Ever since I read that President Obama and Pope Francis will meet at the Vatican later this month, my hopes for the year have been rising.
For the last 16 months, Mark Reid, a veteran of the U.S. Army Reserve, was separated from his teenage daughter and family not by a war in another country but by our own government's immigration detention system.
It is morally bankrupt to deny citizenship and healthcare to millions of people who have worked hard and contributed to our economy for decades, simply because of their undocumented status. Allowing them to work legally would strengthen our economy and bolster the Medicare system.
This case is a perfect microcosm of how both sides of the immigration debate are not helping the cause and both sides are getting more entrenched. I'm a firm believer that this country is a melting pot and that is what has made us an unstoppable force; however, it would be mistaken to think that this animosity toward immigrants is new.
Esther Starobin was born in Adelsheim, Germany, in 1937. Her parents were among the 6 million Jews killed during the Holocaust. Starobin, her three sisters and her brother survived because their parents were able to send them to safety in time.
Debra Ehrhardt reminded me of something important the other day. Who is Debra Ehrhardt, you ask? Figuratively she is your neighbour, co-worker, a friend... and, at the moment, someone who provoked my reflection upon immigration reform.
Immigrants' rights advocates like me got a strong sense of déjà vu this week. Four years ago, SB 1070, legislation designed to make life miserable for immigrants and those a person might "suspect" could be foreign, sat on the governor's desk for several days until she signed that misguided -- and unconstitutional -- piece of legislation into law.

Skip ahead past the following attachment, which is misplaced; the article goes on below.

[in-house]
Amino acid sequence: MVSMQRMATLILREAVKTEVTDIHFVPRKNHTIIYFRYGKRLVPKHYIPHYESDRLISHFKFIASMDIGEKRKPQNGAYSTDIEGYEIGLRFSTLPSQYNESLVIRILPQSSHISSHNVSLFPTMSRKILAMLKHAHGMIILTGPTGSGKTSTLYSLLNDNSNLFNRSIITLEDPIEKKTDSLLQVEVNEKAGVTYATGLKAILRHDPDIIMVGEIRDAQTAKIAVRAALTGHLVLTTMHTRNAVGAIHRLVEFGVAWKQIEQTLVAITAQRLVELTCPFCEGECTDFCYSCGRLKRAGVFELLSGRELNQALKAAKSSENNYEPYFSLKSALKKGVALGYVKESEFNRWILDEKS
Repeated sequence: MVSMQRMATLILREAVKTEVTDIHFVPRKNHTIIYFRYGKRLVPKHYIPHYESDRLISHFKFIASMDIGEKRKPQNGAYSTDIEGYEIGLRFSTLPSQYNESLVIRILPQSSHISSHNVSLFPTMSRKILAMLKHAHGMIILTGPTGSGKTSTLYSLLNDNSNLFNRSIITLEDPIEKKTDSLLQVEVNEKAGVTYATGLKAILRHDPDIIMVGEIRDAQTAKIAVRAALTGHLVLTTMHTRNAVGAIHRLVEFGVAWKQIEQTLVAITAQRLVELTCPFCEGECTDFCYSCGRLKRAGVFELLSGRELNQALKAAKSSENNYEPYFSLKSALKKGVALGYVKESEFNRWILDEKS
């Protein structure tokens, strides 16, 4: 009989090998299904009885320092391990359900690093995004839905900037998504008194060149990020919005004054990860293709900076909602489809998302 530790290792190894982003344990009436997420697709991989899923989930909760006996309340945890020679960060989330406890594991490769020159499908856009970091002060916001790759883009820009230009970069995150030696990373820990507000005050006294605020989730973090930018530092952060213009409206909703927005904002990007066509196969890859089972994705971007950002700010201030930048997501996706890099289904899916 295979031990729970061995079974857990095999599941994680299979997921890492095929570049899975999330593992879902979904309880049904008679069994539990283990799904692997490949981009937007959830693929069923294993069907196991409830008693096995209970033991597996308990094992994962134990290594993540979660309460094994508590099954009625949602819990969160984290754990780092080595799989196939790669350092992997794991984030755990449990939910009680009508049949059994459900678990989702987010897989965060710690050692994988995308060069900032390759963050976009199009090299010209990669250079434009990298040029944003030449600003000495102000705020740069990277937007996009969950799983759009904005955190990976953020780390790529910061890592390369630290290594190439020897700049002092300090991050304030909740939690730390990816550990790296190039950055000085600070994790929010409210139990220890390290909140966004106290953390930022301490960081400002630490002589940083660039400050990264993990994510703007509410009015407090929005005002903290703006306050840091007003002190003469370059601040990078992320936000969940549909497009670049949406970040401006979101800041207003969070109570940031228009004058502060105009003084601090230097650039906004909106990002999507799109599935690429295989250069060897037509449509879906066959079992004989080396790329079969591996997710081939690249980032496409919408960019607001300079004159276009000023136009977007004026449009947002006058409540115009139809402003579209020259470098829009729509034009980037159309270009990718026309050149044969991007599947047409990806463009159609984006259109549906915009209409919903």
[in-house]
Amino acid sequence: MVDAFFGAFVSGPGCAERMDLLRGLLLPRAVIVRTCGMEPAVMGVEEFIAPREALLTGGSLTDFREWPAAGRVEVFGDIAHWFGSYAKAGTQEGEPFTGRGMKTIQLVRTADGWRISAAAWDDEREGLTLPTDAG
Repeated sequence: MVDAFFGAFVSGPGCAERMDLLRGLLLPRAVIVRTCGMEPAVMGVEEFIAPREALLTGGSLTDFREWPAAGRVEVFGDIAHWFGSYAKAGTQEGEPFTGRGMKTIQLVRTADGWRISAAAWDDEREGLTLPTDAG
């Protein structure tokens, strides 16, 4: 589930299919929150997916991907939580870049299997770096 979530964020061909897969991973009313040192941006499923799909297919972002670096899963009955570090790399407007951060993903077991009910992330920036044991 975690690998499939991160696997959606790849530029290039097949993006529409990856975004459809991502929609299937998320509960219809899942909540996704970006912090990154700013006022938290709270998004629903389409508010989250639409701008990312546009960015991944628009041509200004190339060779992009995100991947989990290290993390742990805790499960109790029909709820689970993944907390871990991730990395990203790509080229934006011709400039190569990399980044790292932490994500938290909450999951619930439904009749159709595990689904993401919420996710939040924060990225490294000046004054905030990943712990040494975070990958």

When is a promise not a promise? That's what Luciano Sandoval is asking after Immigration and Customs Enforcement (ICE) broke its pledge to stop arresting individuals at Kern County, California courthouses.
They say if you manage to stick around through the most critical period -- initial two years -- as a foreigner in New York, there's no going back.
Immigration reform is not a game that we're playing and, frankly, our communities don't need stewards in Washington, we need allies. We need those with access to open space for our own voices to be heard.
Updating our immigration laws to reflect the needs of the American economy in 2014 is critical to help maintain U.S. economic leadership in today's increasingly competitive world.
We all stand to benefit from bringing people out of the shadows, improving access to law enforcement and supporting local businesses.
There is something egalitarian in citizenship. The spirit of citizenship evokes a desire to do well by those around you and to not leave anyone out. When we think of ourselves as citizens, we can transform ourselves and move ourselves forward with strength and determination.
Comprehensive immigration reform may be the most ill-fated three words on Capitol Hill. The Senate passed a bill last summer, and depending on the week the issue on the House side is either dead on arrival or may see the light of day.
Even with a black man in the White House, we're still training our black boys how to be careful out there. I'm sure they're aware of the danger, having watched how some white people have treated that black president for the past few years.
The most significant of the House of Representatives' proposals is the "No Path to Citizenship" stipulation. What does this mean?